A walk through the woodlands after a fresh snow can bring a needed meditative silence at the end of a busy day. But sometimes silence is short-lived, and if you’ve ever found yourself suddenly surrounded by a flock of scolding chickadees, then you know what I mean! The flipside is that, if you’re ever looking for something interesting in a woodland that seems devoid of birds, listen carefully and you might be rewarded with the buzzy alarm calls used by many of the resident winter birds that live in groups.
(A spectrogram of the “fee-bee” of a chickadee followed by two buzzy “chick-a-dee” calls, each with 4+ “dee” notes, suggesting a mobbing call)
These alarm calls are like an auditory advertising billboard; with a dominant mid-range frequency, they are repetitive and loud, and it is easy to home in on their source. And often, what you find at that source is something, well, alarming (at least to a chickadee), like a small owl or an accipiter (e.g., the Cooper’s Hawk below).
It turns out that birders aren’t the only ones using these advertisements to find potential predators. In fact, up to 50 different species have been noted to respond to chickadee alarm calls, and they typically join the group of scolding chickadees in a behavior called “mobbing“. The ultimate function of mobbing is unknown, but past studies have suggested that it may be a social tool to identify predators and/or an advertisement to a predator of the mobbing bird’s knowledge of the predator’s presence. Mobbed predators have been shown to depart more quickly (there’s a neat movie here) than un-mobbed predators, which suggests that resident birds can affect a predator’s foraging habits simply by ruining it’s chances of a surprise attack (and an easy meal). Other animals are known to perform advertisements of their knowledge of a predator’s presence, most notably the “stotting” performances of Thomson’s Gazelles that inform a lurking cheetah that it has been spotted, and a difficult, energy-intensive hunt will result if it proceeds.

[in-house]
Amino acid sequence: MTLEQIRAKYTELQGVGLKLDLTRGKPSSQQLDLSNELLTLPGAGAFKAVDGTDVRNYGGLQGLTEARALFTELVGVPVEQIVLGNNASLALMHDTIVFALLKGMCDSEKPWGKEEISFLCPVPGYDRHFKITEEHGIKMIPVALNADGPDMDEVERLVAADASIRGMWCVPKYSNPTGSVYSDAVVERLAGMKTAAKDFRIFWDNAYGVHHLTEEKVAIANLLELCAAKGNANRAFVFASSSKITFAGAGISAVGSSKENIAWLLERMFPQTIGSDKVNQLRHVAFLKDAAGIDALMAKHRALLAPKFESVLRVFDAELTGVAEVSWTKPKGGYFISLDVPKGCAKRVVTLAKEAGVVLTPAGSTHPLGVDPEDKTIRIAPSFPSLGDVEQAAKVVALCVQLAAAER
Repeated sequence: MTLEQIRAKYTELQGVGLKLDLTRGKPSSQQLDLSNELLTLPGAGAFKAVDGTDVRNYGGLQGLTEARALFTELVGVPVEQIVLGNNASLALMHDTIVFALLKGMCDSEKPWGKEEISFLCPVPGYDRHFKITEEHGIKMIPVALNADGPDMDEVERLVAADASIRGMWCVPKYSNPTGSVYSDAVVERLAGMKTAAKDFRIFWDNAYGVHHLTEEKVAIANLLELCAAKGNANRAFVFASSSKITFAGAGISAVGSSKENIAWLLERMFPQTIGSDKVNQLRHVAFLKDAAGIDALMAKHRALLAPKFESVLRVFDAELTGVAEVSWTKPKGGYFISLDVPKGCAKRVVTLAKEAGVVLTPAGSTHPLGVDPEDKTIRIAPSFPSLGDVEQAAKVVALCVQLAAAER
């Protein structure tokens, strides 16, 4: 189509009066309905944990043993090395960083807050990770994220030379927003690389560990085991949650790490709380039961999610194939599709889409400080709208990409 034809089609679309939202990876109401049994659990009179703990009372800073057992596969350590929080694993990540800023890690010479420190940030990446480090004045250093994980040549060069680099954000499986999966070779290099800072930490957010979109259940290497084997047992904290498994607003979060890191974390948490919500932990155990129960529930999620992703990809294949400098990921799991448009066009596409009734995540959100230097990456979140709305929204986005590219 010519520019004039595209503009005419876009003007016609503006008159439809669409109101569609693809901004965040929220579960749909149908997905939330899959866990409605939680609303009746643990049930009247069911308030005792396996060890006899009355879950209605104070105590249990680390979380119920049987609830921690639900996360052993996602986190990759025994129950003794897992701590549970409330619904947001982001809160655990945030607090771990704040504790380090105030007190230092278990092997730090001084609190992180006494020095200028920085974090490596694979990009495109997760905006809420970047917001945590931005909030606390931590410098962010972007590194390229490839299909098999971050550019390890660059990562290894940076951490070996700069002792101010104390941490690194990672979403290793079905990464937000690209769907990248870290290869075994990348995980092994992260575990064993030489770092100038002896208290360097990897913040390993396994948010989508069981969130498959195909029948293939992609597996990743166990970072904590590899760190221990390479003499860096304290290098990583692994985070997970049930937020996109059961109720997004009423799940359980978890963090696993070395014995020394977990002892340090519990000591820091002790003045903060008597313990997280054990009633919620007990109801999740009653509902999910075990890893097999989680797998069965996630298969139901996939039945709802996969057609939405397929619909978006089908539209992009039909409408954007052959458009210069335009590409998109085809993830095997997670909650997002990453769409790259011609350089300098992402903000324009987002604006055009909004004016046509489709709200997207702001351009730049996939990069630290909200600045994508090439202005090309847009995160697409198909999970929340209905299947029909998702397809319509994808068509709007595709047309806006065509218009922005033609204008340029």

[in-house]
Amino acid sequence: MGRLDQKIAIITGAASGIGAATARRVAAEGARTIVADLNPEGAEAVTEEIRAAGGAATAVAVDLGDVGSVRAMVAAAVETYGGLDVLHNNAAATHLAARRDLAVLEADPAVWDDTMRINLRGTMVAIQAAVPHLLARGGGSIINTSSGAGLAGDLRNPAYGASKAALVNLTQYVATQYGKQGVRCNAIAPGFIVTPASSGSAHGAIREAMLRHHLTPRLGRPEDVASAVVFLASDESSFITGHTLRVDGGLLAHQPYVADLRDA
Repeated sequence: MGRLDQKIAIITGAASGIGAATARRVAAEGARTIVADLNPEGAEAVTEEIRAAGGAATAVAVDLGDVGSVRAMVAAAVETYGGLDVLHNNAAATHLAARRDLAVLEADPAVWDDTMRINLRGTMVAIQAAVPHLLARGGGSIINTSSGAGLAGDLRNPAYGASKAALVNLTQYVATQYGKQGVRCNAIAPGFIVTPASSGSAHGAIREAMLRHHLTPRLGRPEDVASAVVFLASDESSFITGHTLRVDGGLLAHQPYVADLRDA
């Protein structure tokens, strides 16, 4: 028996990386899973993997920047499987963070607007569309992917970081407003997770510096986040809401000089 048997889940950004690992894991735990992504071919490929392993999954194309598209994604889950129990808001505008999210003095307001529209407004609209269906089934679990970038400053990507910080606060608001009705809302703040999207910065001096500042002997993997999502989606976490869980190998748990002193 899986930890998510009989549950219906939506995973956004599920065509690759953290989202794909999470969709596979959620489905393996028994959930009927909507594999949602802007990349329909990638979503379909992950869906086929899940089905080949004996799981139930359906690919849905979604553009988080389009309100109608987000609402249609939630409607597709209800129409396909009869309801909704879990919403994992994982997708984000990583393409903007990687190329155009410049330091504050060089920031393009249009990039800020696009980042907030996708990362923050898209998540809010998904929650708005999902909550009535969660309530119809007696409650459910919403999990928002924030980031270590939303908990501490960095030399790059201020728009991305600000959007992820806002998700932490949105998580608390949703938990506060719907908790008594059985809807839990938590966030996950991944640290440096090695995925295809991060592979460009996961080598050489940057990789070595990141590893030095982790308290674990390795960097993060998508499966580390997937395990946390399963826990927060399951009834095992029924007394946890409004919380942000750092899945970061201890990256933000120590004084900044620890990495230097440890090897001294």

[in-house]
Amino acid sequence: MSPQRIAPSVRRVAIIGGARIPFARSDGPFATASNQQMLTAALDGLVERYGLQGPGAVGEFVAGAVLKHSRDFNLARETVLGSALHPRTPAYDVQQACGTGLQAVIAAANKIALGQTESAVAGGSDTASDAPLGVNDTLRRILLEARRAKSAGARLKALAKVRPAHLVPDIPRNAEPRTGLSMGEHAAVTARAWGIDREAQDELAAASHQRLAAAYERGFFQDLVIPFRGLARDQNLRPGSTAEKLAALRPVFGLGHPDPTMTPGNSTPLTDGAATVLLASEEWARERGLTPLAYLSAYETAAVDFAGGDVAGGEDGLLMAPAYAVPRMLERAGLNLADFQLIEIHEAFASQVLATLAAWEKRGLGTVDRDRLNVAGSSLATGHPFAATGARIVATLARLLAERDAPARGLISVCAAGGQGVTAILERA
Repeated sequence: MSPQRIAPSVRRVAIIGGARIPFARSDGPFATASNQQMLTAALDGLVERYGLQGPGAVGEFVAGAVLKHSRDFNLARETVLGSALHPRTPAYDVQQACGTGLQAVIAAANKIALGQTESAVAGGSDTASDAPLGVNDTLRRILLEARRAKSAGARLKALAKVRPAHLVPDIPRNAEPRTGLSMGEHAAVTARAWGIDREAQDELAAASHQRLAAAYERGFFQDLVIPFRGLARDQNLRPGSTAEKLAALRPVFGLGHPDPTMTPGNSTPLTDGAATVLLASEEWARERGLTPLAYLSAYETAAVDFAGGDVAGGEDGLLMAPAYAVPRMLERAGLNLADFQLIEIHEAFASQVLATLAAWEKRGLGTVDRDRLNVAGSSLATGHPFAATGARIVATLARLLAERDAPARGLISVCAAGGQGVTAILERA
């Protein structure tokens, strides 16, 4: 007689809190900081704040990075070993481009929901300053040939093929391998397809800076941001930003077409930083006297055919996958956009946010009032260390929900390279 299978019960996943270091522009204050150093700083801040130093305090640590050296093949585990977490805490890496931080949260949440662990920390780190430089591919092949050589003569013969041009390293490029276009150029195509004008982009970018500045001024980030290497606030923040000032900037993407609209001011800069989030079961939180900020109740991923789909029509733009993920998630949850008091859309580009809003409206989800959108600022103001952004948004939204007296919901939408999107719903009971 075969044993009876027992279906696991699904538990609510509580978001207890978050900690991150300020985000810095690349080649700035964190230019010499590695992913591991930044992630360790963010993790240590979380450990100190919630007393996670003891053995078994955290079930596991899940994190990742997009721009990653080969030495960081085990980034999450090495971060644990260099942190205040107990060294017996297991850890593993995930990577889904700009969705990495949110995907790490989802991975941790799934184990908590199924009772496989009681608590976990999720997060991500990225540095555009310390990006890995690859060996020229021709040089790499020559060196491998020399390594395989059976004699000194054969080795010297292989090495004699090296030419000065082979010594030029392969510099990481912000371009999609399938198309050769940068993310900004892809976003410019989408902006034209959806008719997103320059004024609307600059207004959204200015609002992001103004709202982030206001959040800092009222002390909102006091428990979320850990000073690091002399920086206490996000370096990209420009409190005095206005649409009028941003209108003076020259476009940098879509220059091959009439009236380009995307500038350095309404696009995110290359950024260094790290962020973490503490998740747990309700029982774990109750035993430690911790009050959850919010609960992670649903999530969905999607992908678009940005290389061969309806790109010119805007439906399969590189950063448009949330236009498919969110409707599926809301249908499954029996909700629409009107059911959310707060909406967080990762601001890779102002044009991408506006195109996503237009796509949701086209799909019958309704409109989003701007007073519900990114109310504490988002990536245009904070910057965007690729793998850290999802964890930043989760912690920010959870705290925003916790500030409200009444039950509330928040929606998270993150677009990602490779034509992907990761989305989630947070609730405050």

Enter the newsworthy nuthatches…
A researcher at the University of Washington recently published a paper detailing the behavior of red-breasted nuthatches exposed to chickadee mobbing calls. Nuthatches are common members of winter flocks of forest birds, and you might expect that they would respond to the alarming calls of chickadees (which they do). The interesting part of the story is that nuthatches respond more strongly to alarm calls made while chickadees are mobbing a pygmy owl (an important predator of small birds in the West) than alarm calls broadcast while chickadees mobbed a great horned owl (a virtual non-predator). The structure of chickadee mobbing calls change with the threat level presented by a predator, with the number of “dees” and the calling rate increasing as the potential threat increases.
So next time you find yourself listening to the eponymous calls of the chickadee, listen carefully like a good nuthatch and you might find that you already know what all the fuss is about: “dee” is for danger!